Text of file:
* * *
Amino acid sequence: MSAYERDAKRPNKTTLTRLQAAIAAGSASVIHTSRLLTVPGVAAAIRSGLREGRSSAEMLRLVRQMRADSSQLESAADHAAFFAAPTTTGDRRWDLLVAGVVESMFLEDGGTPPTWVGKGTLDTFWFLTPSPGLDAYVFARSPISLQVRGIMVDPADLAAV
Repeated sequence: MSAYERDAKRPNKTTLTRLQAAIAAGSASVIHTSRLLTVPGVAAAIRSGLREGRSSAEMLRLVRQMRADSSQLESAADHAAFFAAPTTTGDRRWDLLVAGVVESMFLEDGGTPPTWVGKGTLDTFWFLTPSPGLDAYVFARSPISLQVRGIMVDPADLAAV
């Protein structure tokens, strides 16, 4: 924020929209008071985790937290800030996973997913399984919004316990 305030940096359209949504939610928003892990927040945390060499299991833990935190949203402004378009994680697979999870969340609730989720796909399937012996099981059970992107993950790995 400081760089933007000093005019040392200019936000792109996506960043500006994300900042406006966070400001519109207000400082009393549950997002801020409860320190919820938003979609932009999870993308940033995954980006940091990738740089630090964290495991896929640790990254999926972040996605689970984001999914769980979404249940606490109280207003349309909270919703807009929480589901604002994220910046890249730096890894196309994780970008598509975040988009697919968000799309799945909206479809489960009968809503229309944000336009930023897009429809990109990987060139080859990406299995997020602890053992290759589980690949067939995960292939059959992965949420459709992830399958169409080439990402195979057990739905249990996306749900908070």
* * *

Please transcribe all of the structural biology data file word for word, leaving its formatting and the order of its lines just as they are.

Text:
Amino acid sequence: MSAYERDAKRPNKTTLTRLQAAIAAGSASVIHTSRLLTVPGVAAAIRSGLREGRSSAEMLRLVRQMRADSSQLESAADHAAFFAAPTTTGDRRWDLLVAGVVESMFLEDGGTPPTWVGKGTLDTFWFLTPSPGLDAYVFARSPISLQVRGIMVDPADLAAV
Repeated sequence: MSAYERDAKRPNKTTLTRLQAAIAAGSASVIHTSRLLTVPGVAAAIRSGLREGRSSAEMLRLVRQMRADSSQLESAADHAAFFAAPTTTGDRRWDLLVAGVVESMFLEDGGTPPTWVGKGTLDTFWFLTPSPGLDAYVFARSPISLQVRGIMVDPADLAAV
């Protein structure tokens, strides 16, 4: 924020929209008071985790937290800030996973997913399984919004316990 305030940096359209949504939610928003892990927040945390060499299991833990935190949203402004378009994680697979999870969340609730989720796909399937012996099981059970992107993950790995 400081760089933007000093005019040392200019936000792109996506960043500006994300900042406006966070400001519109207000400082009393549950997002801020409860320190919820938003979609932009999870993308940033995954980006940091990738740089630090964290495991896929640790990254999926972040996605689970984001999914769980979404249940606490109280207003349309909270919703807009929480589901604002994220910046890249730096890894196309994780970008598509975040988009697919968000799309799945909206479809489960009968809503229309944000336009930023897009429809990109990987060139080859990406299995997020602890053992290759589980690949067939995960292939059959992965949420459709992830399958169409080439990402195979057990739905249990996306749900908070």